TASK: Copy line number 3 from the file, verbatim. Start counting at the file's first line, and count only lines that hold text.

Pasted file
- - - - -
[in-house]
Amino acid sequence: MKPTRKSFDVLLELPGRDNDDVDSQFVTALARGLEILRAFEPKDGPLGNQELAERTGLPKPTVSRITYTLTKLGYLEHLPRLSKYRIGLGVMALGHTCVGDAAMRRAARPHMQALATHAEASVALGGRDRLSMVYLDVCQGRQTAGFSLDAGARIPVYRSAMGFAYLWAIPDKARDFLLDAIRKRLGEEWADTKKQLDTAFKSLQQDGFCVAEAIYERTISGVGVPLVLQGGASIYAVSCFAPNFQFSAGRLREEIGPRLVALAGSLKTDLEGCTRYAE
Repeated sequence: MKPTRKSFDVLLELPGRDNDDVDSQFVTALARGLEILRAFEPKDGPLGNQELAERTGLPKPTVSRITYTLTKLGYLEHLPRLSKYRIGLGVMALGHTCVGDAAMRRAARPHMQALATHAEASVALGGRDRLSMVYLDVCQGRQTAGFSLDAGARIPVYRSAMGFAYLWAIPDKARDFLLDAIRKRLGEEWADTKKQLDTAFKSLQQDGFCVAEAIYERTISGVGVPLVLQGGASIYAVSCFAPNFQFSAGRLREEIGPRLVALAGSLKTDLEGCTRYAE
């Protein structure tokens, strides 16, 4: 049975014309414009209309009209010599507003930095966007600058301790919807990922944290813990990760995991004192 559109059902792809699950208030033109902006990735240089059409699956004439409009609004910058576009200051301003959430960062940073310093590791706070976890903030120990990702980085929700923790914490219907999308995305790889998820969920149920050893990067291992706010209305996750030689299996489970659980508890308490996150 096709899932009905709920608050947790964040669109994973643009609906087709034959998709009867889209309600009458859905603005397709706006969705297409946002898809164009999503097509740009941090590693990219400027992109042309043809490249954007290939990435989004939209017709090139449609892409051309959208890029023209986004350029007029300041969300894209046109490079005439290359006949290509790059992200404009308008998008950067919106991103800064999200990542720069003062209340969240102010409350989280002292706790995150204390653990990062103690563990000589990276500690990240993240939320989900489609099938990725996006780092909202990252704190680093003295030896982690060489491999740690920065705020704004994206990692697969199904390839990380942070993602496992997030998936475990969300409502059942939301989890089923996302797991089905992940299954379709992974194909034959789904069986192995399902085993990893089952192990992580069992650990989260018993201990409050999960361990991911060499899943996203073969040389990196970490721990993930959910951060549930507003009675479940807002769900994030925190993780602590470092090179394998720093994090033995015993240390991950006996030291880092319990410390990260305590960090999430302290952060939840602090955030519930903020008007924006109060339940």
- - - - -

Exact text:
Repeated sequence: MKPTRKSFDVLLELPGRDNDDVDSQFVTALARGLEILRAFEPKDGPLGNQELAERTGLPKPTVSRITYTLTKLGYLEHLPRLSKYRIGLGVMALGHTCVGDAAMRRAARPHMQALATHAEASVALGGRDRLSMVYLDVCQGRQTAGFSLDAGARIPVYRSAMGFAYLWAIPDKARDFLLDAIRKRLGEEWADTKKQLDTAFKSLQQDGFCVAEAIYERTISGVGVPLVLQGGASIYAVSCFAPNFQFSAGRLREEIGPRLVALAGSLKTDLEGCTRYAE